Fancy dress event, 1919 [MS1/7/291/22/1 p.45]

Fancy dress event, 1919 [MS1/7/291/22/1 p.45]

Student activities and student societies had continued throughout the war period, although on a more modest scale. The academic year of 1919 was as much one of transition and adjustment for student social and sporting activities as for academic matters. The student magazine returned to a termly publication rather than the annual one it had been during the war and student societies began developing their future plans. Yet while student events were organised, the lack of space at Highfield campus meant that certain groups such as the Physical Culture Society and the Scientific Society were unable to initiate meetings again at the start of the 1919/20 academic year. Moreover the annual soirée for new students was held at the old Hartley Institution building as there was no room large enough at Highfield.

As we move into the 1920s, the University College entered a new phase: to find out more about this look out for the next blog in February.

2018 – Year in Review

As we move in to 2019 and new endeavours, we take a moment to reflect on some of the Special Collection activities of the previous year.

Exhibitions and events

2018 saw a programme of very different exhibitions hosted by Special Collections. The first exhibition of the year in the Special Collections Gallery and Level 4 Gallery was Print and Process, 1 March to 8 June. The exhibition, which revealed and identified a broad range of print processes, included prints from the Library’s Special Collections, from the University Art Collection and from Fine Art students at the Winchester School of Art.

Print in Process exhibition

Print and Process exhibition

In late June, we held a conference on Basque child refugees together with the Basque Children 37 Association and the University’s School of Modern Languages. In conjunction with this Special Collections played host to the exhibition In Search of the Basque children: From Bilbao to Southampton by the Salford based artist Claire Hignett. Inspired by the archives of the Basque child refugees, Claire Hignett’s exhibition used the properties of domestic textiles to explore memory and the items we keep as souvenirs of our lives.

Floor game from Claire Hignett exhibition

Floor game exhibit from the Claire Hignett exhibition

The autumn exhibitions under the title The Great War Remembered formed part of the University’s Great War, Unknown War programme marking the centenary of the end of the First World War. My War, My Story in the Special Collections Exhibition Gallery drew on the Special Collections to present a range of stories from the First World War, including of the University War Hospital at the Highfield campus. We were delighted to have on loan as part of this exhibition the oil painting The Shadow of Cross of War, A Night Scene in University War Hospital, 1918 by William Lionel Wyllie. On show in the Level 4 Gallery were John Garfield: Armistice 1918 – The Cost a photographic journey through cemeteries and memorials of the Great War, and My Ancestor, Their Story which drew on family material from members of staff and students at the University.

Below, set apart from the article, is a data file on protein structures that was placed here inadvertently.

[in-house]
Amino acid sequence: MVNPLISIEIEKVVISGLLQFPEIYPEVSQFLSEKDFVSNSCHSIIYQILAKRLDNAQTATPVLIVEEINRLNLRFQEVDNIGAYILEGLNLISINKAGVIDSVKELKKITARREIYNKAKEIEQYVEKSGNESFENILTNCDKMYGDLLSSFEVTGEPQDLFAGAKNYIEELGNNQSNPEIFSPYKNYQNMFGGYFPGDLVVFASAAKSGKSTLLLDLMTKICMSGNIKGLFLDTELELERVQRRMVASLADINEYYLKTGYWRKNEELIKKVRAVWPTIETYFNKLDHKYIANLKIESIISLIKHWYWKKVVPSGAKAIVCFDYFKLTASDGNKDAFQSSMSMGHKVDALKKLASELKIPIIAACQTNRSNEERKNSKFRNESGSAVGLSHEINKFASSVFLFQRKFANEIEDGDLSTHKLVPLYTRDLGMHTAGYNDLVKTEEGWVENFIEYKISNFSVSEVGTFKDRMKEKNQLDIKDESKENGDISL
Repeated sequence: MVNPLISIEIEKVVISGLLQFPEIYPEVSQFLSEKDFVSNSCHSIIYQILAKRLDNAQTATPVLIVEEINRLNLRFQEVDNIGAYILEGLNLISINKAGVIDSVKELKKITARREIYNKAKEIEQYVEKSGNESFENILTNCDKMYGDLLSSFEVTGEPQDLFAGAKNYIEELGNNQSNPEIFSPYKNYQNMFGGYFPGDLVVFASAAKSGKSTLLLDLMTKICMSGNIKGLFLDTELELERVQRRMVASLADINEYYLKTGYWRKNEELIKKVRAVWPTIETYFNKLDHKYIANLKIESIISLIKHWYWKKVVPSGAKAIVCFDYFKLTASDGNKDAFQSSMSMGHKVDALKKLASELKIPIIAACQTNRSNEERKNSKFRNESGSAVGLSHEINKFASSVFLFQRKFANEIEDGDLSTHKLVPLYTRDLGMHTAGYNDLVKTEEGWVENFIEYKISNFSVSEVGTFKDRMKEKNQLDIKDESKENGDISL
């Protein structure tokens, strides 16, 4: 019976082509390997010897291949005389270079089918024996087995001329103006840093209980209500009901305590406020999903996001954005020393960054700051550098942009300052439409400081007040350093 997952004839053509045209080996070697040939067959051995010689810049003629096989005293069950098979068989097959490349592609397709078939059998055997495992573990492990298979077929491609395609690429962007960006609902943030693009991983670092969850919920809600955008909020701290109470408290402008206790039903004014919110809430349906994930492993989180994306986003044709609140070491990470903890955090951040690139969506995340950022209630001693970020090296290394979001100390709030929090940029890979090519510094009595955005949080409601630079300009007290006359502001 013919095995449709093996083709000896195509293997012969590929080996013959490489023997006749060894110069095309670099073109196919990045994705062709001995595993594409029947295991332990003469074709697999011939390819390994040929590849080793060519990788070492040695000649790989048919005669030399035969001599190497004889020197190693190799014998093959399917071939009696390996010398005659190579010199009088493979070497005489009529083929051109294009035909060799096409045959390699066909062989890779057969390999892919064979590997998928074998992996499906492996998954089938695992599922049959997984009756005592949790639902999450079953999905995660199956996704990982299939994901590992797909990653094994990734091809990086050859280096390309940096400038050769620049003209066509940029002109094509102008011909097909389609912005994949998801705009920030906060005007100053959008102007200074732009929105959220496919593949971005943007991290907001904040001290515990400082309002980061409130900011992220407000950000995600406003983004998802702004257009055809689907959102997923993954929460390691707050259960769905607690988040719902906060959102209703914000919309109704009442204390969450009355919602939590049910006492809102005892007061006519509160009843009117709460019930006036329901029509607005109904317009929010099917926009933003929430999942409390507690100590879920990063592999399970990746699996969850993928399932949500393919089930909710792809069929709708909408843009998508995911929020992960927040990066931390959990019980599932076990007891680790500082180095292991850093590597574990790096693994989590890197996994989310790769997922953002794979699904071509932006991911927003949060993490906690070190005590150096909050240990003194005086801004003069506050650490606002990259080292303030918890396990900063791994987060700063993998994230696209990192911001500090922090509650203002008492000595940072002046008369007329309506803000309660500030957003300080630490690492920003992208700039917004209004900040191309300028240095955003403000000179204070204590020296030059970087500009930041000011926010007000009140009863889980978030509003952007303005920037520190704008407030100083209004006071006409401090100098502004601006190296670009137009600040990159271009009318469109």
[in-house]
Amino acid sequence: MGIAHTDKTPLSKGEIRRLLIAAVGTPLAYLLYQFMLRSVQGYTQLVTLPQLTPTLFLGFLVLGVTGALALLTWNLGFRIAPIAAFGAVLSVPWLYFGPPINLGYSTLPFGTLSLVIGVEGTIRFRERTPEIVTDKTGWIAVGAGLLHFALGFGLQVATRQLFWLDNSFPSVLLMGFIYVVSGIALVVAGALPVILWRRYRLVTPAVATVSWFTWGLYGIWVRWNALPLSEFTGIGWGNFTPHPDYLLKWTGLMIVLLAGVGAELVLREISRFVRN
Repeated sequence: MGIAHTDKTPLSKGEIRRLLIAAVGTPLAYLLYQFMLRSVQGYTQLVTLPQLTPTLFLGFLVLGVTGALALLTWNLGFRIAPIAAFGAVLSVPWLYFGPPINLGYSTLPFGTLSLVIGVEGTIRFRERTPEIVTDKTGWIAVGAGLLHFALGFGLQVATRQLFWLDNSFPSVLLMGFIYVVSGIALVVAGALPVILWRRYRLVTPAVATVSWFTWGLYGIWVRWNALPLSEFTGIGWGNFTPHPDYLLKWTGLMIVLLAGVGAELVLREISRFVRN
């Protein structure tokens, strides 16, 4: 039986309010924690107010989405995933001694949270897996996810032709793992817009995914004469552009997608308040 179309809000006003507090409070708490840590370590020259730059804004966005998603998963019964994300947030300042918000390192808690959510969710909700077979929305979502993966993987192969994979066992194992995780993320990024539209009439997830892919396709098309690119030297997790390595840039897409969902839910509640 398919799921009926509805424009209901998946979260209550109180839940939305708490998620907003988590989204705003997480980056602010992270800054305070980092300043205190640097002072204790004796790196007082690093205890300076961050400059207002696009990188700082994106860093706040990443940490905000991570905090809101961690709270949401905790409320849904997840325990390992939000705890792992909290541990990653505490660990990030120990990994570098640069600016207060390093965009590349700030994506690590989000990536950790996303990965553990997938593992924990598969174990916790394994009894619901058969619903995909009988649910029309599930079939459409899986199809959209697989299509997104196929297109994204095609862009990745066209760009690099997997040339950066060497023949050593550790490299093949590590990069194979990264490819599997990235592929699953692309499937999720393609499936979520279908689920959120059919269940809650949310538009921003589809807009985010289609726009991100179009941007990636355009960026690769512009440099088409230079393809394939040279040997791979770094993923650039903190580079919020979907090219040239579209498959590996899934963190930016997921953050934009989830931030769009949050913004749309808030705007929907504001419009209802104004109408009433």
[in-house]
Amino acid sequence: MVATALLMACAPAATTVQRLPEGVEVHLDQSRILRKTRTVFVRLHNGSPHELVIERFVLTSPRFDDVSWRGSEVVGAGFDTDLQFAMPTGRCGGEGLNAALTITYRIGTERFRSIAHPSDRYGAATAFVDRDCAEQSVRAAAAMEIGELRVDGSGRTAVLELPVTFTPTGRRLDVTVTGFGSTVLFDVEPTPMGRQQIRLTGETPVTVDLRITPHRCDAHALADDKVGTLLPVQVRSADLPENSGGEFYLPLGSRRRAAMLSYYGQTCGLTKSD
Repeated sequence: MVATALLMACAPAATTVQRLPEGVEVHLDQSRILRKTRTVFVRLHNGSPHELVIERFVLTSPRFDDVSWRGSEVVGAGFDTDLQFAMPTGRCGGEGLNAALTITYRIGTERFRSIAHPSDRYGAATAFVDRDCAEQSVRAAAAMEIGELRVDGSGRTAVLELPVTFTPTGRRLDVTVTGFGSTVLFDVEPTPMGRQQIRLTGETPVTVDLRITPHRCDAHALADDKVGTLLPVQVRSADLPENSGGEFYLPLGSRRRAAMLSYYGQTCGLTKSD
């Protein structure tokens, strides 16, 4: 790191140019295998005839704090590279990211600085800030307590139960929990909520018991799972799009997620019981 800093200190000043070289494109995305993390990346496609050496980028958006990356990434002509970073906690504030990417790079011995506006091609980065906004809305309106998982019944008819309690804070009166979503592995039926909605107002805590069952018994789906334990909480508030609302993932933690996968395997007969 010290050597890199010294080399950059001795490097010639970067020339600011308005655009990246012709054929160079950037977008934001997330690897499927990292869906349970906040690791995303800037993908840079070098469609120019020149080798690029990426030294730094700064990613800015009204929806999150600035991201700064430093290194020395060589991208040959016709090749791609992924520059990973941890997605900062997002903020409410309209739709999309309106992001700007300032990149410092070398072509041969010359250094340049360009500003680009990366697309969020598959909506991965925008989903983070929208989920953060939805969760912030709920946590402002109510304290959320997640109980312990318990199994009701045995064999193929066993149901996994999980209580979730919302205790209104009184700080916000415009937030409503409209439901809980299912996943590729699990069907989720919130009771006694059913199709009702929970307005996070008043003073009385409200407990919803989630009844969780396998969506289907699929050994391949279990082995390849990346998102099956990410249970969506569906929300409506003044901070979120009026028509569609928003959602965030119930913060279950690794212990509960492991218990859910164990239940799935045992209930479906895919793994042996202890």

Soldier of the Great War

In addition to the research sessions and visits for our own students – such as that mentioned in a blog by Dr Jonathan Conlin – we have an on-going series of events and visits for external visitors. These have included themed drop-in sessions on local history and nineteenth-century society and sessions showcasing British culture for Chinese teachers in June. Special Collections took part in Hands-on Humanities for the second year in a row in November 2018, running interactive events relating to handwriting and printing and creating a digital mosaic image from the items created on the day.

Writing and printing activities at Hands-on Humanities Day

Writing and printing activities at Hands-on Humanities Day

We hosted a visit by the Hampshire Archives Trust, including a talk about the history of the University War Hospital and a private view to The Great War Remembered exhibitions, on Saturday 1 December. Special Collections also ran workshops on promoting collections as part of the Southern University Libraries Network training day on Tuesday 11 December.

Social media

As well as the on-going programme for the Special Collections blog, highlights of which are mentioned below, autumn saw the move from using Facebook to the new Twitter account@hartleyspecialc Features on Twitter so far have included tweets about unusual items in the collections and a glimpse behind the scenes for the national Explore Your Archive campaign and extracts of a student account of armistice 1918.

Sample of knitted spaghetti, one of the unusual items featured on Twitter for Explore Your Archive

Sample of knitted spaghetti, one of the unusual items featured on Twitter for Explore Your Archive